Fear is like riding a bike

Remember when you first learned to ride your bike?

For me, I was roughly six years old. And to say I was excited about learning to ride, is the understatement of the century.

The memories of getting my first bike, the smile on my face, that feeling of being a “big kid”, is a fond memory, that leaves me smiling as I write this.

Sitting on my sleek little black bike for the first time, gripping the handles, rapidly steering the handle bars left and right.

And then quickly learning about gravity and balance, as I tipped the bike, with training wheels, over for the first time.

Whoops. Lesson learned.

Since it was a simple fall, one that didn’t land me in the hospital, or hurt really at all, I was still ready to press forward, to be free and take on the world.

With my new bike and discovery of gravity, I took to riding in circles around my garage, since I was TOLD that training wheels would not work well on gravel.

I didn’t care. I was ready to ride.

Slowly but surely I began to figure out the peddles, and handle bars as I rode in circles around the garage. And naturally, as I began to improve my skill, my confidence grew with it.

Until finally, I was ready. I was ready to take on the road. More like the driveway, but the road to a six year old, nonetheless.

Seeing as how I wasn’t one to wait around for an adult to help me, or one to shy away from risk, I took on the challenge myself.

With the training wheels still on, and from the farthest corner of the garage from the open door, I pedaled full speed towards the driveway.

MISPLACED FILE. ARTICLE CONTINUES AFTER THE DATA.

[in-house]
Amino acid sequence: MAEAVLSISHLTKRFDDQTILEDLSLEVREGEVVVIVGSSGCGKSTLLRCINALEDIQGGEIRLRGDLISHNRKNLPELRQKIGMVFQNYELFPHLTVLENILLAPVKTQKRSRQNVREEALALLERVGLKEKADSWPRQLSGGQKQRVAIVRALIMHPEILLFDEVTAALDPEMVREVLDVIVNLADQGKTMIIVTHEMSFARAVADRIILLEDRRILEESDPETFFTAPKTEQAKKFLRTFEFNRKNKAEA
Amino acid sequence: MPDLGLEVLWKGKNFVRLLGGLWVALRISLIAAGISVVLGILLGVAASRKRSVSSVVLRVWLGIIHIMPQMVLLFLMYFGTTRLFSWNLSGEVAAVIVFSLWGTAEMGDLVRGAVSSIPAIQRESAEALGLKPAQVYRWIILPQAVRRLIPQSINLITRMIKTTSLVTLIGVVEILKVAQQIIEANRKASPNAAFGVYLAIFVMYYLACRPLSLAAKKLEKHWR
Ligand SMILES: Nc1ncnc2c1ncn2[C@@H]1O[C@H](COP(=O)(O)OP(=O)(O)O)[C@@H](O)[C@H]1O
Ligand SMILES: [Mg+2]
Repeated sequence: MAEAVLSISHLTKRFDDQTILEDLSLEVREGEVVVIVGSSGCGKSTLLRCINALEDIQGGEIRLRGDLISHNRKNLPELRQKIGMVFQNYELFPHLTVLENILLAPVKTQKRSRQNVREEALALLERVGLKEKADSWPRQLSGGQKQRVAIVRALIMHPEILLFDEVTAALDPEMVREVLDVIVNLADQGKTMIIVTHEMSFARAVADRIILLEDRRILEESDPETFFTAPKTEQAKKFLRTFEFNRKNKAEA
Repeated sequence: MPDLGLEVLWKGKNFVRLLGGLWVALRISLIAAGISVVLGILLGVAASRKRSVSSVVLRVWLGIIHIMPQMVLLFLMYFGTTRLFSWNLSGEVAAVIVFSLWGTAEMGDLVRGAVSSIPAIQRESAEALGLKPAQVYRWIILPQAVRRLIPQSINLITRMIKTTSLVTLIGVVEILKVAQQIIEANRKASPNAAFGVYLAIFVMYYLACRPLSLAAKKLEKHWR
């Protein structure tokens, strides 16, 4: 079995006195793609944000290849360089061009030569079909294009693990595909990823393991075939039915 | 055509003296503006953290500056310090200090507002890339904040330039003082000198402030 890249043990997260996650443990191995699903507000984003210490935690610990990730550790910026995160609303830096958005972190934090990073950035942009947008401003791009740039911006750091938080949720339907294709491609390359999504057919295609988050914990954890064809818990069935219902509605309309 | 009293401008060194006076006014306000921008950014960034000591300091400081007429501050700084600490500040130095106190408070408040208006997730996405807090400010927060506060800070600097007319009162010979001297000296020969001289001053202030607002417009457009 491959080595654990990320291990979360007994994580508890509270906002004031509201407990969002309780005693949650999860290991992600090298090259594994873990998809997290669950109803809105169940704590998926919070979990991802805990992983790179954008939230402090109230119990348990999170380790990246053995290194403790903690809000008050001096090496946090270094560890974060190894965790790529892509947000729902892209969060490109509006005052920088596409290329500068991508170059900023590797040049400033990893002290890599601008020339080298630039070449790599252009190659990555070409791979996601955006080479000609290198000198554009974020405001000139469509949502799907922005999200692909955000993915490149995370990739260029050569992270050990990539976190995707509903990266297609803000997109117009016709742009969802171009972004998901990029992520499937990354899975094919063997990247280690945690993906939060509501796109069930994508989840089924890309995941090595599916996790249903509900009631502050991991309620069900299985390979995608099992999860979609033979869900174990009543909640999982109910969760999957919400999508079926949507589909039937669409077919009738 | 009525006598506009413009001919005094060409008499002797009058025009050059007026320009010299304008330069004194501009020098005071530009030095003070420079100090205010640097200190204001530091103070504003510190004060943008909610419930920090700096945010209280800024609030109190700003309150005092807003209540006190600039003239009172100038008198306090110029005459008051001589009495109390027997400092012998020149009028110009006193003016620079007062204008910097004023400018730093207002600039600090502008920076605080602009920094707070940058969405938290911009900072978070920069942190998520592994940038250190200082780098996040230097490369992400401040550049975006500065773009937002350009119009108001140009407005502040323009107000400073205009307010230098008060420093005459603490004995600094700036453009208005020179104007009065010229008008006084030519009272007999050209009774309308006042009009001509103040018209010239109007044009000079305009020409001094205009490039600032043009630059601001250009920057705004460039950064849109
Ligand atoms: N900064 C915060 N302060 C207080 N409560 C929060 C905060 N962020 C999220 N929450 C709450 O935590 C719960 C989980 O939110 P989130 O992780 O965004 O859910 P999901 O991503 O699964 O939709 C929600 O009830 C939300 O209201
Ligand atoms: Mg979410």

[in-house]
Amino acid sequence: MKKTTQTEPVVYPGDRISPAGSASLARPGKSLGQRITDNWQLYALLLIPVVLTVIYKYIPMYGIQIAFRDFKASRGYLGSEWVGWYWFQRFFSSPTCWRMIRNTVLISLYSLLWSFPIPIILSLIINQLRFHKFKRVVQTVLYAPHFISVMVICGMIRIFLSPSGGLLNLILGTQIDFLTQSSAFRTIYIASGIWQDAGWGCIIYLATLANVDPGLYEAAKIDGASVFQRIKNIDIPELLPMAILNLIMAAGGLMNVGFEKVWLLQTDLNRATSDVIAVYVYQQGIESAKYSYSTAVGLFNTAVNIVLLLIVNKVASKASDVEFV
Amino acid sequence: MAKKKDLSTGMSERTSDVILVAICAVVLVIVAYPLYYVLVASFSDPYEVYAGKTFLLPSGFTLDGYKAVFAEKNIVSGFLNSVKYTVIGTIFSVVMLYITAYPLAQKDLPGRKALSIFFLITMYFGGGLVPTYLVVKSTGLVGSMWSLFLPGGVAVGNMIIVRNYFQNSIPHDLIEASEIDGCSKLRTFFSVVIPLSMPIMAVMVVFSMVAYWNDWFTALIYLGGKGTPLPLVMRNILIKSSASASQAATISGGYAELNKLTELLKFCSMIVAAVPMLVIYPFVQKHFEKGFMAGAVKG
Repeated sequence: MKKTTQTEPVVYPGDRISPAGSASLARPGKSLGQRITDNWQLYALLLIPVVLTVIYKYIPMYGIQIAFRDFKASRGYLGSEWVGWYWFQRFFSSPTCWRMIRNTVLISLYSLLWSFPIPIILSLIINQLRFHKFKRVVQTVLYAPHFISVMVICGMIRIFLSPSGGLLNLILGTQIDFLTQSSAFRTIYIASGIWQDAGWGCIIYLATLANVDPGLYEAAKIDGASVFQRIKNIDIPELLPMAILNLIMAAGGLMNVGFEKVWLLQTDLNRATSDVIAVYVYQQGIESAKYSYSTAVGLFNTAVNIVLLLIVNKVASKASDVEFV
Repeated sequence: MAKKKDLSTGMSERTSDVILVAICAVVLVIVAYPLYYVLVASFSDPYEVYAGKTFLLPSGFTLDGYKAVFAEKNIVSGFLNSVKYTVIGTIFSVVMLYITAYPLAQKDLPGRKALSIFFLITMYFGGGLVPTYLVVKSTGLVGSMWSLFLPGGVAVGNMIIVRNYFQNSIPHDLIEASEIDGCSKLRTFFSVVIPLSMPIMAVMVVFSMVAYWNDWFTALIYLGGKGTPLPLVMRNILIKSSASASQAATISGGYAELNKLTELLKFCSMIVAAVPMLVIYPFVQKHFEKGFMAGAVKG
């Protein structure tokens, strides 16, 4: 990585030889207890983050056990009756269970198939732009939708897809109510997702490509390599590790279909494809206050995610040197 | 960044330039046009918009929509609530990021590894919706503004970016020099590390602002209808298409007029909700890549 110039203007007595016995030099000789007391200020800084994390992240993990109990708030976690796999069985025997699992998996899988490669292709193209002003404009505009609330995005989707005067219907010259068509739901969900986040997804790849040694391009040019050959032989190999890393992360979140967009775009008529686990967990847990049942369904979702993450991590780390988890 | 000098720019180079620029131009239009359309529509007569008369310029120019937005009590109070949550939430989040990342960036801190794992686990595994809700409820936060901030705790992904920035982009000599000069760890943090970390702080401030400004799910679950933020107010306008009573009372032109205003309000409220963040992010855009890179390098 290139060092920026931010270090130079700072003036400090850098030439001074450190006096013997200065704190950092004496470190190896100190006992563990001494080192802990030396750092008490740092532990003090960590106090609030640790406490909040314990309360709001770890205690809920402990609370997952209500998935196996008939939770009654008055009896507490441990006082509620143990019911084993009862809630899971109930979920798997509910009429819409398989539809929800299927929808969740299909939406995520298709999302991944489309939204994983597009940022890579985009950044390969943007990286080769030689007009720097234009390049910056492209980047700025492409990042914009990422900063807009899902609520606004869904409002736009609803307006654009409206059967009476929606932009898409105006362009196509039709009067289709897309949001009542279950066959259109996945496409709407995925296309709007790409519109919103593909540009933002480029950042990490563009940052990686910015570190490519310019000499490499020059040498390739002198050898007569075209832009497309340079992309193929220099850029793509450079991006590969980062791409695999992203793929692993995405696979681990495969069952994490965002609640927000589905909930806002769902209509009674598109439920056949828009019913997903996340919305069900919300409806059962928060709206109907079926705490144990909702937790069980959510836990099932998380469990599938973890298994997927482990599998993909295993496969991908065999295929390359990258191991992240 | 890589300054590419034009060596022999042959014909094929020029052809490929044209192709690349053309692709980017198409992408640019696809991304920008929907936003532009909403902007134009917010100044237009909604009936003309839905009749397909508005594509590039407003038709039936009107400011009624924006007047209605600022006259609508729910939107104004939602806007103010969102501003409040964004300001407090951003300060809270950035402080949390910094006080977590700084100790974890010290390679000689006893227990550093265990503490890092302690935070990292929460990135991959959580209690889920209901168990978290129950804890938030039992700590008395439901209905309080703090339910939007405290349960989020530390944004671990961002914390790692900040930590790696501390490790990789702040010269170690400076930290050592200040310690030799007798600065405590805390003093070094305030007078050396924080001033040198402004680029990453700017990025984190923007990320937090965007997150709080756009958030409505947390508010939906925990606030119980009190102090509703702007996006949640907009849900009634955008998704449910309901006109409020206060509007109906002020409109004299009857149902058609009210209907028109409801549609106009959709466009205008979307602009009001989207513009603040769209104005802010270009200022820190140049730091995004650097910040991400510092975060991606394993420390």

I had done it. I escaped the garage.

I was…..sh** tree stump.

Just as quickly as I leapt from the garage, I was flipping forward, and being tossed like a dart into the gravel. As I sat on the ground, with skinned up hands and knees, I swore I would never do that again.

I was convinced that it was safer to ride in the garage, and not to venture out into the scary wilderness, that is the unknown. To stay where I was comfortable.

And it’s understandable that I felt that way, because the risk that I had taken far exceeded my skill levels at the time. There was not a gradual build up of skills that would ensure I didn’t turn into a lawn dart being tossed about.

Because of that mismatch, that lack of gradual skill development, and because of the penalty that occurred as a result of it, I wanted to retreat, to hide, to play safe.

While I did go back to riding in circles in the garage, constantly reminded of the one time I ventured out, as I stared down the opening to the driveway, I did not stay there forever.

Fortunately, with the support of my father, we practiced riding around the garage without training wheels first. Then, as I gradually developed the balance and ability to ride without training wheels, and built up the confidence, I was ready to attempt to ride outside, once again.

To say fear was gone this time around would be a lie, and misguiding.

What had changed, though, was the gap between my available skills for a specific task, and the needed skills for a similar but more advanced task.

With those variables at play, I was able to continue improving my bike riding skills, and allowed me to possess some of my favorite childhood memories, today.

When we attempt to jump too far out of our comfort zone with an all or nothing mindset, without some awareness to the gap between current skills for specific tasks and needed skills for new/similar tasks…

We can find ourselves in situations where we take risks that lead to severe problems


We will be so frightened by the perceived next step, that we don’t take any, and we just stay in our comfort zone.

Letting go of the all or nothing mindset, and being open to developing momentum through steps, will pay off way more in the end.

PS: Those steps, when taken, if they are new or unfamiliar, they will still feel like leaps at times, however, your ability to be resourceful and adapt on the fly is greatly improved.

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